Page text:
One of the big economic factors of the COVID-19 pandemic has been the issue of tenant evictions and rent moratoriums. As millions of people quickly lost their jobs, it meant that they began to struggle to pay their rents. Now, as the economy slowly begins to recover and some return to work, there’s been pushback on the moratoriums, with landlords and tenants being split on how to move forward with the future payments. Tenants still can’t pay their rent and landlords themselves are burdened by the lack of income. But what this tug of war really sheds light on is how out of reach the costs of living have become in some of the densest cities, and how housing in some ways has been seen as an amenity, not a necessity or a basic right- even in a global pandemic.
“Local” is a word that is broadly used to describe something particular about a place that makes it different from somewhere else. Across the globe, the “local-ness” of our cities is what makes them unique- in the way that people live, work, socialize, and especially in the way that they plan and construct cities and infrastructure. To someone living in a suburb, the way that they move from place to place might be through a car, while someone who lives in a dense metropolis might use a subway or bus system as part of their everyday lives.
Over the last 18 months of the COVID-19 pandemic, restaurant owners around the globe have continuously suffered over the past year- especially small, independent establishments. If there’s one glimmer of hope that many of them have experienced, as public health guidelines continue to evolve, it’s that many cities have relaxed their policies and allowed restaurants to construct temporary shelters on sidewalks and in streets as a means to keep their businesses afloat. But in life after the pandemic, how should we address these setups? Should we turn them into something more permanent and allow outdoor dining to stay?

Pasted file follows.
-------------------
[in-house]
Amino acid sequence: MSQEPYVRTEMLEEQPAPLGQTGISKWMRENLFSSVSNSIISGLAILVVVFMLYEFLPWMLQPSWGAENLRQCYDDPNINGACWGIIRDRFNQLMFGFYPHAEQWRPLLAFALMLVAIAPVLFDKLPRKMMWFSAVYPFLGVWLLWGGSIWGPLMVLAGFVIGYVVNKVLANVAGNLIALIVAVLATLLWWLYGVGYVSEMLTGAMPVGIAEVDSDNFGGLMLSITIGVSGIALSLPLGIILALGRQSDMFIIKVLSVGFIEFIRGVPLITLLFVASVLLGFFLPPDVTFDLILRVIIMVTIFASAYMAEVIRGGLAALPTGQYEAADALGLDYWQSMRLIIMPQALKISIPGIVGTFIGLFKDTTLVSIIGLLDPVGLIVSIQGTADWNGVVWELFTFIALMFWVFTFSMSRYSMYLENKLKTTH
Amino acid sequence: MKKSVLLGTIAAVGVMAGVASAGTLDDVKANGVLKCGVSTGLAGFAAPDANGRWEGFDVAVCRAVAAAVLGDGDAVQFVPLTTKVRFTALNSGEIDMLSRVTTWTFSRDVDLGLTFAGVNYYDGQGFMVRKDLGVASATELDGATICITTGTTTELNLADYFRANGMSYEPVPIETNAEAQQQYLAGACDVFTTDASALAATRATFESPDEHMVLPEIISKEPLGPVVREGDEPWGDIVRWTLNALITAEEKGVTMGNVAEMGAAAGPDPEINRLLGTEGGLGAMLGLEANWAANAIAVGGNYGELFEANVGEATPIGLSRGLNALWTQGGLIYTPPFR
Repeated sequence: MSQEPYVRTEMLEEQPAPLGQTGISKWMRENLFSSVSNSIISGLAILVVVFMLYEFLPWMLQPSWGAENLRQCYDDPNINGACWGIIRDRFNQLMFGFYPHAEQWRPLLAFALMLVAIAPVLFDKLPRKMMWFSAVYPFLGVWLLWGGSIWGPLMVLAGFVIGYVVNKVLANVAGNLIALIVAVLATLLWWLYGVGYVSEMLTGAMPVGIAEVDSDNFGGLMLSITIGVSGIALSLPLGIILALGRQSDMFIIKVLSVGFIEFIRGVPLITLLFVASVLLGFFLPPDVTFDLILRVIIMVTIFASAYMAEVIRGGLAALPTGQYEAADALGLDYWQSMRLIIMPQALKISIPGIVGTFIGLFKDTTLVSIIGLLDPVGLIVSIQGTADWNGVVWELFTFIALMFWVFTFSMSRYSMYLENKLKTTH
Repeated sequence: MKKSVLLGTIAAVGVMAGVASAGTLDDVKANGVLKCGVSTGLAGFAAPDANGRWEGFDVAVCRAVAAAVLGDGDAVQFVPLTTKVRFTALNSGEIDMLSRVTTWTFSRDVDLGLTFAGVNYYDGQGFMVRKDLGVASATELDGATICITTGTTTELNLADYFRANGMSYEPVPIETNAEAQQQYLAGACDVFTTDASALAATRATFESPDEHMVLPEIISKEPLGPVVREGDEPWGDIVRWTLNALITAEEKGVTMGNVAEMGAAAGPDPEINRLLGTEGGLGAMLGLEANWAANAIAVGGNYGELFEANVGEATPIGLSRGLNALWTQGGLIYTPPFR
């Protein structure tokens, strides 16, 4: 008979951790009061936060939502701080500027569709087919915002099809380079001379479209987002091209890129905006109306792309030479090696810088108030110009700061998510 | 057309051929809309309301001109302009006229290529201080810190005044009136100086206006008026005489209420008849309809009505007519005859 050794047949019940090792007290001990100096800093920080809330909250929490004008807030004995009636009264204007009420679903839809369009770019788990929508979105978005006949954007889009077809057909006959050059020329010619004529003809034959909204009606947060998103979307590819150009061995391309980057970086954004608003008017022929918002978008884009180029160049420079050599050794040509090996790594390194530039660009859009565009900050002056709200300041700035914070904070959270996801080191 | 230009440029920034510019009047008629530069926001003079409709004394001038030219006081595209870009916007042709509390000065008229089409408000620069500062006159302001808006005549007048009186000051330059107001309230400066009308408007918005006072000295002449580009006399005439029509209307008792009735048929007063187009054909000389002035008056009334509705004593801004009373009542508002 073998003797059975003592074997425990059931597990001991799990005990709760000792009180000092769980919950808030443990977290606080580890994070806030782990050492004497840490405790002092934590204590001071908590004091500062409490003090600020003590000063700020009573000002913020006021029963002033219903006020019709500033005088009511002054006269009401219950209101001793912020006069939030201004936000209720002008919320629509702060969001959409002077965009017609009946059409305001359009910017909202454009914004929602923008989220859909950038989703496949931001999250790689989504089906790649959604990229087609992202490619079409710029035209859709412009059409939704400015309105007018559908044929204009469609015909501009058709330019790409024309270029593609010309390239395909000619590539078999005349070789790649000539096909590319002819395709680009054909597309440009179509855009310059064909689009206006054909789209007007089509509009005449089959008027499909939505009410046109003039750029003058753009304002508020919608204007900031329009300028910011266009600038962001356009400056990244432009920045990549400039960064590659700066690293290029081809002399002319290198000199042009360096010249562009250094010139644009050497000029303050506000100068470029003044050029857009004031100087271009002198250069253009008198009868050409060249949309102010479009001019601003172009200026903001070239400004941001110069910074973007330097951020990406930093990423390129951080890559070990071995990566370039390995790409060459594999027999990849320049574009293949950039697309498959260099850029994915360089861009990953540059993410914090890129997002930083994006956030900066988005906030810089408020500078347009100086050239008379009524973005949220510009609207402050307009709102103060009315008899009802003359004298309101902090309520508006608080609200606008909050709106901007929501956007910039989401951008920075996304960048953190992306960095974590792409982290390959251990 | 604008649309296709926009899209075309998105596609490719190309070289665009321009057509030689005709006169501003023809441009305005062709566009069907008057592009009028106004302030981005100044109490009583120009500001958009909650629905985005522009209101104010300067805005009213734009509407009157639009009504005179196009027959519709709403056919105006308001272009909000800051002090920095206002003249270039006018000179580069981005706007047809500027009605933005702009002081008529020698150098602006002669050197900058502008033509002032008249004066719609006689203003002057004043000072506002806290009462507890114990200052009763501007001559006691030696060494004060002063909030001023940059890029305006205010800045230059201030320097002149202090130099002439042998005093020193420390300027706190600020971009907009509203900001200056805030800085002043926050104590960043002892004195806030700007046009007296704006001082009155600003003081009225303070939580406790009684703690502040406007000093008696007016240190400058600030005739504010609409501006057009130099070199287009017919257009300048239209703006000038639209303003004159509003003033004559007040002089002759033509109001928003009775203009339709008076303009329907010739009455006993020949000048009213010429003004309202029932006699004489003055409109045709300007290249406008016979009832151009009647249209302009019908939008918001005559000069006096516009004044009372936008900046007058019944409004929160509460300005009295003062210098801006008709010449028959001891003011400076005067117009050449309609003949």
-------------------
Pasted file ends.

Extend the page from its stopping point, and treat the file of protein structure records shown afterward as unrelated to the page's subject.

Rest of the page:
In the world of design and urban planning, aesthetics and functionality seem to take the spotlight, especially in how large-scale housing projects are developed. While this can be a good thing that continuously pushes the modern boundary of what we consider to be a dwelling, in some aspects, it has shined a negative light on how we perceive and stigmatize “bad design” in public and affordable housing, the socioeconomic factors that have created the need for it, and the types of residents who benefit most from these types of housing policies.
Around the world, the COVID-19 pandemic exposed the fact that some of the poorest people were hit the hardest by not only the impacts the virus had on public health but also the social and economic shockwaves that came as a result. And now, as we emerge on the other side yet also enter the second wave of restrictions around the globe, urban planners and government officials are beginning to realize that the pandemic has pulled back the curtains on another inequitable feature of cities- the proximity to public parks and spaces.